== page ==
Sunday, May 31, 2009

Globalization and Its Discontents

My review of Joseph Stiglitz's book, cross-posted from (See also.)

I'm a dope when it comes to economics, but my impression is that this book has been hugely influential among the anti-corporate globalization crowd. It came out shortly after the Seattle WTO protests and soon popped up on the bookshelves many of my development-minded friends.

It's easy to see why: Stiglitz is about as prestigious a development economist as you are likely to find--Nobel Prize winner, former chief economist at the World Bank, by some metrics the most cited economist working today. So if he says something has gone wrong with globalization, people listen.

His message here is very reform-minded--he thinks globalization is here to stay--but his arguments should resonate with anyone concerned about poverty in the developing world, or about jobs here in the U.S. His basic thesis is that the IMF has drifted from its Keynesian roots and been hijacked by a narrow economic orthodoxy that rabidly pursues privatization, market liberalization and low inflation to the detriment of all other social and economic goals. The attack of the market fundamentalists!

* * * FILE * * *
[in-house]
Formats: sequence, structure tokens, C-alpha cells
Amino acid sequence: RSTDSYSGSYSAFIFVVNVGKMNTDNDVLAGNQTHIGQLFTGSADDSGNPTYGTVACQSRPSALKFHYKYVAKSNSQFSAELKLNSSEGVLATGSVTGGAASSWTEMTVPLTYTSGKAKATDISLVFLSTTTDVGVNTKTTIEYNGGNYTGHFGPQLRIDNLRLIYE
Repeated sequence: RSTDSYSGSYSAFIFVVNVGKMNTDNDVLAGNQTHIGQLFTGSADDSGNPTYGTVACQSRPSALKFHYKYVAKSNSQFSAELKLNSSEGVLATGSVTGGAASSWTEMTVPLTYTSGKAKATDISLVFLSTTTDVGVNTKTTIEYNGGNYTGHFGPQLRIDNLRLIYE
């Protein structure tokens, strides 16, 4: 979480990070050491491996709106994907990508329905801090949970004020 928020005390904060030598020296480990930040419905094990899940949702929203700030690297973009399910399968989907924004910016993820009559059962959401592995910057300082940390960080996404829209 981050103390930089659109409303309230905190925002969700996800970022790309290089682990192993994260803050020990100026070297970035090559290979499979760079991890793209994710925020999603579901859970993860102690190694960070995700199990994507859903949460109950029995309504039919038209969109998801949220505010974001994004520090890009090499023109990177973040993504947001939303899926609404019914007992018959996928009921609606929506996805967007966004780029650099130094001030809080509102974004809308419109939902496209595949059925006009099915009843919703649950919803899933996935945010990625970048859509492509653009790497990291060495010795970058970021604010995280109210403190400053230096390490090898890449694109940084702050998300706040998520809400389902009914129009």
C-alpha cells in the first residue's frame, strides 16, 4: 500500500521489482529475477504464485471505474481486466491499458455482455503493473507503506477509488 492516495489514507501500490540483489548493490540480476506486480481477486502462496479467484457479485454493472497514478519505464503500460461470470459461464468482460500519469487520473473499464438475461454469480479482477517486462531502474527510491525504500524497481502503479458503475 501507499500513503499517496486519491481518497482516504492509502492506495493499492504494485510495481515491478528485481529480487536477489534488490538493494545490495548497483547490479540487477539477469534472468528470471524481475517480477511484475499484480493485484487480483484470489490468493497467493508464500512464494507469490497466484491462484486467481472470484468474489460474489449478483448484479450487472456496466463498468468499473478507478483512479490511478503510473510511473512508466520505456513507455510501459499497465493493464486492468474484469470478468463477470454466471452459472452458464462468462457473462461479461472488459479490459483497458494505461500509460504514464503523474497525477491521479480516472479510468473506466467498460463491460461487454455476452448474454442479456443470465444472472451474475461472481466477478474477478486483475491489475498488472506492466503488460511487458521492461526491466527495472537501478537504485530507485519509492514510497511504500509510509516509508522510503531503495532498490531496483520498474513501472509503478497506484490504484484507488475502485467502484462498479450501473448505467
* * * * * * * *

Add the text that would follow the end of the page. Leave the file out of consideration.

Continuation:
He notes that this prescription for economic growth, dubbed the 'Washington Consensus', is far from the consensus position among economists. Indeed, it seems as if the IMF's policies are designed for the benefit of the financial elite, rather than with the goal of achieving broadly-shared prosperity in the targeted countries. Hence the IMF's focus on inflation rather than unemployment, and their relentless drive to open up markets to foreign investors rather than fostering local entrepreneurship.

The results have been disastrous for developing nations from Russia to East Asia to Africa. Indeed, he makes the point that globalization has been a net loser for sub-Saharan Africa and that countries who have resisted the IMF have been more successful on average than those who didn't. (Interestingly, he mostly lets his former employers at the World Bank off the hook.)

If you are looking for a popular introduction to macroeconomics, look elsewhere. This is more like an extended, wide-ranging hallway conversation with an eminent professor. Still, I learned a ton about how these institutions work and how they might be made accountable to the billions of people impacted by their decisions. The general discussion about nurturing and building economies are also hugely relevant given the recent economic collapse.

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